Reports locally suggest that there could be yet another possibility of rescue for Liverpool FC from the hands of the promise-breaking duo who currently own the club, with the announcement of a continental-style supporters group ready to buy out the club believed to be imminent.
Tom Hicks and George Gillett have shown in recent months that their intentions for the future of the club don’t even come close to matching those of the supporters, and with the Dubai International Capital Group seemingly waiting in the wings, Liverpool fans are hoping that Hicks and Gillett sell up and leave our club alone as soon as possible. Earlier today came a story that Robert Kraft had not yet ruled out a bid for the club, although he sounded far from convinced that he would be able to provide the financial help required to see Liverpool get back to being in league-winning contention.
Then this afternoon came the reports of the latest possibility of a way out of the Tom-and-George nightmare. BBC Radio Merseyside’s Roger Summerskill reported on the possible new direction for the future of the club on bulletins throughout the day on the station. He said: “I understand this new group – based locally and including lifelong Liverpool fans – is planning an operation which would involve buying the club and building the new stadium. I anticipate a statement to that effect sooner rather than later.”
Also today came a report on the Liverpool Echo’s website. It spoke also of a new group looking to buy the owners out, adding: “It is understood the group comprises high-profile LFC fans, legal experts and people in senior public positions. They are believed to be proposing a Continental-style model where fans own a huge stake in major clubs.”
The report also said that the paper, “understands the group plans to raise £500m to buy the club AND finance a new stadium.”
Details are of course still to be revealed, and unless there are some relatively wealthy Liverpool fans willing to back it then the scheme could struggle to get off the ground. Liverpool do have a number of wealthy fans, none of whom would have been able to take the club over alone, but as a group would be able to take the club out of the hands of the strangers currently trying to kill it. But it wouldn’t just be the celebrities and it wouldn’t just be the wealthy Reds – the way similar schemes work on the continent allows all fans to buy a piece of the club, and in turn get a say in how the club’s future maps out.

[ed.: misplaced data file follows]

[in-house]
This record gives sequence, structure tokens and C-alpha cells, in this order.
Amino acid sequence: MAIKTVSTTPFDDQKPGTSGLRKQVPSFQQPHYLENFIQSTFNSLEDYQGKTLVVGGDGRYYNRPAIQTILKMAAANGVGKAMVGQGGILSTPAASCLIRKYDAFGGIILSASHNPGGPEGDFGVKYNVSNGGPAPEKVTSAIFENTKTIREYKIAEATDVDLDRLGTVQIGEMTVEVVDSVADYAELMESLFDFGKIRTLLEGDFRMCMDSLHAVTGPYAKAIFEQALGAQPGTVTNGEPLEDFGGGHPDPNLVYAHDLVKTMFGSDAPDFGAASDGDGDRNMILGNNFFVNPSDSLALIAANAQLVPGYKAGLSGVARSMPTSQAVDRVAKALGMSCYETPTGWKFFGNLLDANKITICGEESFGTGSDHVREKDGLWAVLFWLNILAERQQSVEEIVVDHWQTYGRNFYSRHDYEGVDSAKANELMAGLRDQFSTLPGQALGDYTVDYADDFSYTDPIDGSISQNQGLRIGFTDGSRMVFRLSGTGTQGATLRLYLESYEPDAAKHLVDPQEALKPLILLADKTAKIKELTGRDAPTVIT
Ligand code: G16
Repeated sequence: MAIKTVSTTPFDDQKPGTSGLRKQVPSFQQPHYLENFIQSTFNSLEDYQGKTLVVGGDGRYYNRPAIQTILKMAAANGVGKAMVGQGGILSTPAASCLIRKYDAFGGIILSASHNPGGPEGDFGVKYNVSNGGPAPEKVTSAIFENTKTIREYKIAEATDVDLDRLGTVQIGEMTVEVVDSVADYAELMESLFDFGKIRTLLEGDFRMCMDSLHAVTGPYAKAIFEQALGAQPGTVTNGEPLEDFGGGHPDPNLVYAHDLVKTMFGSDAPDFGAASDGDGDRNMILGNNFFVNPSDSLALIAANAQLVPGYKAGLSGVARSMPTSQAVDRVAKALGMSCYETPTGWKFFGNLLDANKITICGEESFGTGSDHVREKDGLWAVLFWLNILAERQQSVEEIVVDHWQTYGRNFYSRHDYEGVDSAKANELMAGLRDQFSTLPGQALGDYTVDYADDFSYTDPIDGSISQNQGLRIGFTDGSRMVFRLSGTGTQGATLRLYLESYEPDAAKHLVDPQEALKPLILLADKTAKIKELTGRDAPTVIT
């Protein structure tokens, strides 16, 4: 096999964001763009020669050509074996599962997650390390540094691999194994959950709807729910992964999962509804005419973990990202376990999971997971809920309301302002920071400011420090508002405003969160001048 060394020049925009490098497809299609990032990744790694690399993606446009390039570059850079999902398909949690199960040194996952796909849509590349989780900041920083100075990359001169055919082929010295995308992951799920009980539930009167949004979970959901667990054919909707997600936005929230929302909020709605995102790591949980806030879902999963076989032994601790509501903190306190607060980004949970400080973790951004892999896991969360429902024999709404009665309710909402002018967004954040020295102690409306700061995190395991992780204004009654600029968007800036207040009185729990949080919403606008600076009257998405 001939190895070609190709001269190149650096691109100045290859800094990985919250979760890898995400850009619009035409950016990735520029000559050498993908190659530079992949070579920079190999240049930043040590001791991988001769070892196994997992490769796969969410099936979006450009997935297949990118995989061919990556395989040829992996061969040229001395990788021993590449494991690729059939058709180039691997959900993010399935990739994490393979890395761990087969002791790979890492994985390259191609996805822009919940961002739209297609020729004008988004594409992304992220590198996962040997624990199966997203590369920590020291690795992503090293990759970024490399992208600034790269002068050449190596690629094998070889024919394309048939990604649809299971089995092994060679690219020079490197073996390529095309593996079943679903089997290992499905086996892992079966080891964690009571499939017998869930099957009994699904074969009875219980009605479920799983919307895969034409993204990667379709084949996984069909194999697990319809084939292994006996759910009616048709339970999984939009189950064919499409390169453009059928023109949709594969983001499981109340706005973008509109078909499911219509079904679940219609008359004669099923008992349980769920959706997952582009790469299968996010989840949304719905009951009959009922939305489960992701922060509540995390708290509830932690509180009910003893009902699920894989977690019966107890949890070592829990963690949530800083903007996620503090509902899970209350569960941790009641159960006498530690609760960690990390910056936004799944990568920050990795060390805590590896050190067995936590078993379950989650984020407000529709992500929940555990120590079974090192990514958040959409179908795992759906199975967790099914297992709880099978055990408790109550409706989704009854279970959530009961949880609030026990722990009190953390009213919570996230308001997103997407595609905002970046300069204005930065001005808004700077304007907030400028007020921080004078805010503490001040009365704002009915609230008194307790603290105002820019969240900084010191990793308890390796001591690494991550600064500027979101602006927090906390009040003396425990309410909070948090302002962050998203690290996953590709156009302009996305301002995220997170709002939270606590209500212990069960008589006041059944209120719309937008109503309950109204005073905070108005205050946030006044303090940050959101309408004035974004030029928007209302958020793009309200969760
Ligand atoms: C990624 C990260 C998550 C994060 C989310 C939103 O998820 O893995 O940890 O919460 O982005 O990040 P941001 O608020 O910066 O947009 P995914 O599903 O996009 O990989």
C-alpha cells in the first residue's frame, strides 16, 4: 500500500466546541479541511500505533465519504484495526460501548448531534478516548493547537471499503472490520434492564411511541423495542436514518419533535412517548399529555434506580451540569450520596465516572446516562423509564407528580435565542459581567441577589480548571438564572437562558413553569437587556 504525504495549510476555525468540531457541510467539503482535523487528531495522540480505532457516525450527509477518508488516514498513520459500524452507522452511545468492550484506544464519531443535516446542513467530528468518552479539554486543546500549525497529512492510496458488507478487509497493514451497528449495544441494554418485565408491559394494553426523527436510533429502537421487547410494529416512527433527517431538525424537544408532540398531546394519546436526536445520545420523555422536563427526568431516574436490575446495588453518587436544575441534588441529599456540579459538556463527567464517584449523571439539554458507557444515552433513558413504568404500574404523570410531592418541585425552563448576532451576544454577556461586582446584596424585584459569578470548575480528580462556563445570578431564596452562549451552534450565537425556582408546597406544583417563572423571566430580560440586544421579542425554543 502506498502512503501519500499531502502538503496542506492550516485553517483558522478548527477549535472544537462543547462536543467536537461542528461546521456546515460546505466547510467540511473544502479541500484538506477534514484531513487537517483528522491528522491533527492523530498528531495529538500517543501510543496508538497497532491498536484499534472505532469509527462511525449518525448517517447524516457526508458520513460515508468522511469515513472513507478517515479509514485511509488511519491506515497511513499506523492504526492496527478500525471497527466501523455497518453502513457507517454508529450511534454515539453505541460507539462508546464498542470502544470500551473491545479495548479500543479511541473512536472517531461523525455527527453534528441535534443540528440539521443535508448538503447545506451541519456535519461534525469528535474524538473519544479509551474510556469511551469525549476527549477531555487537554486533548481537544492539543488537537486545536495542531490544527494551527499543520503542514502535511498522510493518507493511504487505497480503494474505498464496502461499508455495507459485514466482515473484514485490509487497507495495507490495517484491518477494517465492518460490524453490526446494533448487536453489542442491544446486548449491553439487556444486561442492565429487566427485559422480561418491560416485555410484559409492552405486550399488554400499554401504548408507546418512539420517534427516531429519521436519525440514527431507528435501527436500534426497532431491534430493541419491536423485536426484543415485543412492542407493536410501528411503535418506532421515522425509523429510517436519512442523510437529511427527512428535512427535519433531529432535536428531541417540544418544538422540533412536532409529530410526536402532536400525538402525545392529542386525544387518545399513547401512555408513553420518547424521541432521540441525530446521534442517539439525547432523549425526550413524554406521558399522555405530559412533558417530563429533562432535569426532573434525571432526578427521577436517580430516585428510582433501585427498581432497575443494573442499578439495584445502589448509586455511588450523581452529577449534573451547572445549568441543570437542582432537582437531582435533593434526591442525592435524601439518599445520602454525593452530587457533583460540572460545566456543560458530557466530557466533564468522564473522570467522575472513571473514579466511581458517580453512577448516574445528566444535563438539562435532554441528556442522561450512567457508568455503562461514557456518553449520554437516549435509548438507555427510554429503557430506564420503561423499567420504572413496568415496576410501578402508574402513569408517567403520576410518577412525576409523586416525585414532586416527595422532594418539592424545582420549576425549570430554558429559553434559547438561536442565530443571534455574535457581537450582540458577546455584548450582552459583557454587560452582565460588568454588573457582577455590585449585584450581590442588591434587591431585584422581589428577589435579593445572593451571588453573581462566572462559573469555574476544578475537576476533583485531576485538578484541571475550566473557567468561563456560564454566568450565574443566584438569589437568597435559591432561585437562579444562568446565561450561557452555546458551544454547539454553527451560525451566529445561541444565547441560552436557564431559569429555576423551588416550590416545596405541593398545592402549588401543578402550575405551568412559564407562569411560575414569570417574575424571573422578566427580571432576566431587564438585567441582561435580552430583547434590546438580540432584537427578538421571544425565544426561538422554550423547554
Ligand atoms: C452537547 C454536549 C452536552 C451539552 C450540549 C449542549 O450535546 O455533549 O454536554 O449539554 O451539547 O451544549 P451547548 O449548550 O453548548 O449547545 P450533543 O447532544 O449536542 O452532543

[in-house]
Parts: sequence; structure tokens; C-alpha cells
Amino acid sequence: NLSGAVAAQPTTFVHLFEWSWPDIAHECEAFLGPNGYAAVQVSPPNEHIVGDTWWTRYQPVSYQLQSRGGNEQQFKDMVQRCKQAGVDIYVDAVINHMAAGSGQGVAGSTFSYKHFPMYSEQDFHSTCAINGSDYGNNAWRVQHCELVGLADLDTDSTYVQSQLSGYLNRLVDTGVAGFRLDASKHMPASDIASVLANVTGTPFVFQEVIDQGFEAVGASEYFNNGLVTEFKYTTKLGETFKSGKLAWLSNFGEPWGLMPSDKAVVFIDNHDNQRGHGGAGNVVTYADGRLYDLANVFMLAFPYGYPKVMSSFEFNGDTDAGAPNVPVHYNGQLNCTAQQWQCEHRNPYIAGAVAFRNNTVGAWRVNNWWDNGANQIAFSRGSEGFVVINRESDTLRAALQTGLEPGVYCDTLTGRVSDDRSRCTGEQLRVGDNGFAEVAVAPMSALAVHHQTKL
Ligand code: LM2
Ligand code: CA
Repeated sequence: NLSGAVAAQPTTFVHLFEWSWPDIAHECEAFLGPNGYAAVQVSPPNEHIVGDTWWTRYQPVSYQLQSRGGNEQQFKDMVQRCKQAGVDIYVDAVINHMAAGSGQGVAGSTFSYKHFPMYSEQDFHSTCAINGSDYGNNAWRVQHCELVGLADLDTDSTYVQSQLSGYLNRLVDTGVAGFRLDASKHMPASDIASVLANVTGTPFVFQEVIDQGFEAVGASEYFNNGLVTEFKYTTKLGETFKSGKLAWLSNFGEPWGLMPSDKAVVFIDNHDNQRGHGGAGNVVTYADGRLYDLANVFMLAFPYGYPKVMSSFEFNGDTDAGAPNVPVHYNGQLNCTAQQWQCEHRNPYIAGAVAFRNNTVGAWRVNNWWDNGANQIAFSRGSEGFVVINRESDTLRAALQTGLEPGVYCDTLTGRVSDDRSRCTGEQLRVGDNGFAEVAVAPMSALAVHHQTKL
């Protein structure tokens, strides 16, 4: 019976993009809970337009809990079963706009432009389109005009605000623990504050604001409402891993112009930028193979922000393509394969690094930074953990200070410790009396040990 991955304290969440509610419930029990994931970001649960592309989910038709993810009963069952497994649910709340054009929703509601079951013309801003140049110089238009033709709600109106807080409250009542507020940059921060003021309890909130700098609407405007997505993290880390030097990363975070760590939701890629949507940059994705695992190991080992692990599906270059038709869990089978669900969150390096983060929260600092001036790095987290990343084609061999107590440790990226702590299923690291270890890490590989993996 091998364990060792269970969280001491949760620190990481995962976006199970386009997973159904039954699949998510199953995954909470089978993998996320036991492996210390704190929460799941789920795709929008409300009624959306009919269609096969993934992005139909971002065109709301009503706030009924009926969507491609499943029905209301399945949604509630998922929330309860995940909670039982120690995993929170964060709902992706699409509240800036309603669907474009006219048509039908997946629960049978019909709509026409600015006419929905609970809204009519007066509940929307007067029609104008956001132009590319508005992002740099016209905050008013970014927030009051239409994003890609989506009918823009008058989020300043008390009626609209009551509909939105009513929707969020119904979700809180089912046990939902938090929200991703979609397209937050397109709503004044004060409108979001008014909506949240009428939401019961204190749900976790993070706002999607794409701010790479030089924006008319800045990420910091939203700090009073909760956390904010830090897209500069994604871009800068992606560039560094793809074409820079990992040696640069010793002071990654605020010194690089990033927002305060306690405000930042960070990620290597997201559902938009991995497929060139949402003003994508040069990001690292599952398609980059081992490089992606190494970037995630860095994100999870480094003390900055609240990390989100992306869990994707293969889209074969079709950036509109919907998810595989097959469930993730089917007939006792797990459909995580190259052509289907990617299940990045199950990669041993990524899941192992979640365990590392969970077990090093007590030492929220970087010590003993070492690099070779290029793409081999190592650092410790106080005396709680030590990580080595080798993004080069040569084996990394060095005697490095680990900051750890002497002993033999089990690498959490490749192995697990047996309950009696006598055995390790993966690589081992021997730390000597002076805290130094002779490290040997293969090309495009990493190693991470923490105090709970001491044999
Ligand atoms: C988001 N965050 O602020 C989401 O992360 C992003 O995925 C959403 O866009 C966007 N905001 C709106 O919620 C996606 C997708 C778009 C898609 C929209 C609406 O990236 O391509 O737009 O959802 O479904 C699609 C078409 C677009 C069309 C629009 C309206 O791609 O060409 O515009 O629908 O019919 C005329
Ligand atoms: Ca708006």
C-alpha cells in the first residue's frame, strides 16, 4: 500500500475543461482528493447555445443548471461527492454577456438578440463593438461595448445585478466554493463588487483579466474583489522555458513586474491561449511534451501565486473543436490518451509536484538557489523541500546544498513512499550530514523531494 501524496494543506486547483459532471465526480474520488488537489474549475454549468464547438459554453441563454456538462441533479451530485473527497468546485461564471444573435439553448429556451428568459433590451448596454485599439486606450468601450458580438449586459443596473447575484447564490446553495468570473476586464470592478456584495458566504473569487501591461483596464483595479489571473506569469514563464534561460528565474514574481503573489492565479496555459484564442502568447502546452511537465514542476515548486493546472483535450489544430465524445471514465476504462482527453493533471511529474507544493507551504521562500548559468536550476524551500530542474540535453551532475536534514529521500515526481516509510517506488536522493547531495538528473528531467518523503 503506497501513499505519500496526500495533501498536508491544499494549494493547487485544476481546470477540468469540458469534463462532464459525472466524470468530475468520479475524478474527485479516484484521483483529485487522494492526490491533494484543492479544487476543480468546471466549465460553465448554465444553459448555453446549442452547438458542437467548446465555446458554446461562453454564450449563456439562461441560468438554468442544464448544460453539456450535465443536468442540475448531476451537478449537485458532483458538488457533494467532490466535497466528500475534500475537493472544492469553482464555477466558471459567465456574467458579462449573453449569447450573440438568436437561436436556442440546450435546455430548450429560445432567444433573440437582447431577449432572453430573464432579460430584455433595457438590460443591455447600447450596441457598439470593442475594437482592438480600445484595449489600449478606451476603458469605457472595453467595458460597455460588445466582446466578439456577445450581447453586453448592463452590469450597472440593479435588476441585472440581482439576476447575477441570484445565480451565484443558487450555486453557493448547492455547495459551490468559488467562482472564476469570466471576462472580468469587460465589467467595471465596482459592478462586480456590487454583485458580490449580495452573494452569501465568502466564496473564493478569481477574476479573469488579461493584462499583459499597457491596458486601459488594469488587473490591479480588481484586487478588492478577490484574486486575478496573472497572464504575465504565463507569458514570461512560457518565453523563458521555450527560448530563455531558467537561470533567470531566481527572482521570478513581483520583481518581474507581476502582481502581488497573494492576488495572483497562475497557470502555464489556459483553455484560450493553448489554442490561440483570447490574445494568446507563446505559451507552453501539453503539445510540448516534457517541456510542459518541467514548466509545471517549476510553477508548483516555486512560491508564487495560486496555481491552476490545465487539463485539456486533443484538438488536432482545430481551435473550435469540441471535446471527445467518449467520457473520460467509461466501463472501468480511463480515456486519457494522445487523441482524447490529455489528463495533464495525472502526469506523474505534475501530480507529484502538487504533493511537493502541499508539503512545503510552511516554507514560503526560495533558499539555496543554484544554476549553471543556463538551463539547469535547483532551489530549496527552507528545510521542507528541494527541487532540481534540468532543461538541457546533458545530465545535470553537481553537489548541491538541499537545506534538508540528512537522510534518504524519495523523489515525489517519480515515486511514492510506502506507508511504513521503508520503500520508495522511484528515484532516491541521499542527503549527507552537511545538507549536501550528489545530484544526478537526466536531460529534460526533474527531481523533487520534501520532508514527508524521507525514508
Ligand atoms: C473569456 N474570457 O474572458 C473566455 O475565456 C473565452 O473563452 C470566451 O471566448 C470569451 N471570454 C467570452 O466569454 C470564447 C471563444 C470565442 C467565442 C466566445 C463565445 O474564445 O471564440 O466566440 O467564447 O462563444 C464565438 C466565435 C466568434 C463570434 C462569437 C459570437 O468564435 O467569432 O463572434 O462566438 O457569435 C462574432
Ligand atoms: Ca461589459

At this stage there are as many questions as answers as to how this scheme would work, but it does seem likely that it would at the very least reduce the interest burden on the club if it went ahead. Every Liverpool supporter putting money in would be expected to fund that investment themselves, either by smashing their piggy bank, selling their car or taking out a loan of their own. Any debt that the supporters went into would never be put back onto the club. The only profit a supporter putting any money in could expect would be if the value of their share had risen at a future date when they came to sell it.
The investment would not cost money every year in interest payments. The investors would not expect an annual payment as thanks for their investment.
This doesn’t mean that the club itself wouldn’t go into debt, or even get completely out of debt from the day it’s taken over, but any debt would be there with the intention of helping the long-term future of the club. £245m of the current debt, at least, is there purely to fund the pensions of the two Americans.
One big question is how £500m would be enough to buy out two owners who want to make a profit and build a stadium. The owners need £245m to pay their loan off, the new stadium is expected to cost £300m. £500m doesn’t even cover those two items, let alone give the owners the profit they came to Liverpool to get.
The group are clearly getting ready to show their hand, no doubt leaking these sketchy details now to gauge fan opinion. On the face of it, this sound a far better option for the club’s future than anything else that can be imagined right now. It also sounds too good to be true. We await the details.
Right up until the day comes that we are told a takeover has been successful and this double-act have been removed from our club it’s important we do all we can as supporters to at least try and drive them out. The meeting of representatives from fanzines, websites and supporters’ groups scheduled for tomorrow night at The Sandon has now been extended and the invitation to attend is open to all. The topic under discussion is obvious – how can Liverpool supporters help rid the club of what look like parasites planning to suck it dry? Ideas are welcome on boycotts (including how wide-ranging they should be), disruption to their other business interests, protests and anything else that might go towards seeing them off. If you want to be part of the discussions, the meeting is scheduled to start at 7.30pm.